The phrase “ok, boomer” has become popular lately. It’s a sarcastic response to anyone belonging to the so-called baby boom generation. It’s meant to be disrespectful and dismissive. It’s a bigoted thing to say to someone. It’s just as bigoted as saying, “ok, darky” to a person of color or “ok, darling” to a woman.
I’m probably older than you. I was born in 1964 and chances are, you were born sometime after that. As I write this, I’m 55 years old. You are probably younger than me.
Because of the year in which I was born, I am classified as belonging to the before-mentioned baby boom generation. That was news to me. I always believed baby boomers were born at the end of World War Two.
At the end of the war, people were so optimistic about the future they decided to procreate like drunken rabbits on shore leave from the rabbit navy. The thing is, I was born nearly 20 years after World War Two. My parents, the people who conceived me, were born immediately after World War Two. They are baby boomers. How can people and their children belong to the same generation?
It doesn’t really matter. I am a baby boomer. I looked it up on Wikipedia and Ask Jeeves.
What I really, really don’t understand is how it’s socially acceptable to debase a whole swath of people based on nothing more than the year in which they were born.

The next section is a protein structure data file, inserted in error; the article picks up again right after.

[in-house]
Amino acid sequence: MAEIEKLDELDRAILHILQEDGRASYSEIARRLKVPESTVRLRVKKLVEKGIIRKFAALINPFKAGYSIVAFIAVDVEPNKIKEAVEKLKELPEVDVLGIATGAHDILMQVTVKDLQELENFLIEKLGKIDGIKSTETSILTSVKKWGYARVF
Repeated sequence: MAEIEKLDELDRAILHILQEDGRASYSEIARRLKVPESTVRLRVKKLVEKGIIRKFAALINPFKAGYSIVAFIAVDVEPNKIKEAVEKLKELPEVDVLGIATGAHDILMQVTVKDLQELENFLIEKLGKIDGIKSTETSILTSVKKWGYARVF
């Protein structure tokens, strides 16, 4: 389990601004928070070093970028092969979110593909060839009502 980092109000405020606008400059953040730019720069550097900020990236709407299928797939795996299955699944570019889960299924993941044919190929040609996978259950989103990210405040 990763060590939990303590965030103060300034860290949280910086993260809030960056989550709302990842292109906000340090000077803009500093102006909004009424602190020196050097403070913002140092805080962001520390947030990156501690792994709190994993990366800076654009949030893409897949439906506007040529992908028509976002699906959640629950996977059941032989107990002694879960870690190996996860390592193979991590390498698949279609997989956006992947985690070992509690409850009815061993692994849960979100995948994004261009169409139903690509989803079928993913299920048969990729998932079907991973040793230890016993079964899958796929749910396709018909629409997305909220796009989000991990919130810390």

It turns out as a baby boomer, I’m responsible for all the ills our society faces: climate change, the aftereffect of the sub-prime housing crisis, endless wars in the middle east, and even the rising level of student debt.
At first, I didn’t understand the last one, the rising level of student debt. I then learned as a boomer, I got to go to college for next to nothing because college tuition was so cheap in my day. This was news to me. I graduated from high school in 1982. I could not go to college because I could not afford it and my parents had zero interest in helping me pay for it. Instead, I had to join the Air Force unless I wanted to make a career out of working at Burger King.
Yes, I had it pretty sweet in my late teens and early twenties. The years I should have been attending college, I spent in the Air Force stationed first in Mississippi and then the Philippines. Good times!
You can’t judge everyone by their age. Not only is it wrong, but it’s also highly inaccurate. For example, you can’t blame me for the sub-prime housing crisis any more than you can blame a random black person for high crime rates. both are casting negative judgment about someone solely on when they were born or how they were born. The first one is ageist and the second is racist. Both are bigoted.
There are even songs featuring the ageist slur. How sweet!
I think the whole thing is ridiculous. When I see someone use ok, boomer I know they are a bigot. I don’t care how woke they pretend to be. If they use that phrase, they probably also use other bigotted phrases when nobody’s looking. I’d bet money on it and I’m not a betting man.
It’s been my experience with bigots is they are almost never single-issue bigots. If they make disparaging comments about people who don’t share their skin color, they usually also make similar remarks about women and gay people.
It’s what bigots do.